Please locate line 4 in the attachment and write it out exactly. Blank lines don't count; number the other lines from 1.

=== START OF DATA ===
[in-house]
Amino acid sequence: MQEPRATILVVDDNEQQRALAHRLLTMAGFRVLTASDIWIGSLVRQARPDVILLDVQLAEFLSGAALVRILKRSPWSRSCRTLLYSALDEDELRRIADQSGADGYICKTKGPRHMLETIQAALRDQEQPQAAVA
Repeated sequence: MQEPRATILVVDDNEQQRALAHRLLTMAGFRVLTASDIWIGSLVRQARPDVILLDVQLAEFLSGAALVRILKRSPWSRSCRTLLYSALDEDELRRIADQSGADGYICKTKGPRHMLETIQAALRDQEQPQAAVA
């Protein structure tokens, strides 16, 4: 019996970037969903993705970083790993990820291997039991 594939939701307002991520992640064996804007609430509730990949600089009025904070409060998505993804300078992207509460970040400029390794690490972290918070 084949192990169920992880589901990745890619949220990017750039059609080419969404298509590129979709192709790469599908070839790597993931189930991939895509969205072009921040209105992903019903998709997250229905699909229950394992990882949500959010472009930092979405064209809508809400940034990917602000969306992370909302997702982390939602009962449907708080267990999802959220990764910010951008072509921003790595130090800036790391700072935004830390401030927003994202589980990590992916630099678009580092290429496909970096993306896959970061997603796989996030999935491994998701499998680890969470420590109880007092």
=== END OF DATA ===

């Protein structure tokens, strides 16, 4: 019996970037969903993705970083790993990820291997039991 594939939701307002991520992640064996804007609430509730990949600089009025904070409060998505993804300078992207509460970040400029390794690490972290918070 084949192990169920992880589901990745890619949220990017750039059609080419969404298509590129979709192709790469599908070839790597993931189930991939895509969205072009921040209105992903019903998709997250229905699909229950394992990882949500959010472009930092979405064209809508809400940034990917602000969306992370909302997702982390939602009962449907708080267990999802959220990764910010951008072509921003790595130090800036790391700072935004830390401030927003994202589980990590992916630099678009580092290429496909970096993306896959970061997603796989996030999935491994998701499998680890969470420590109880007092």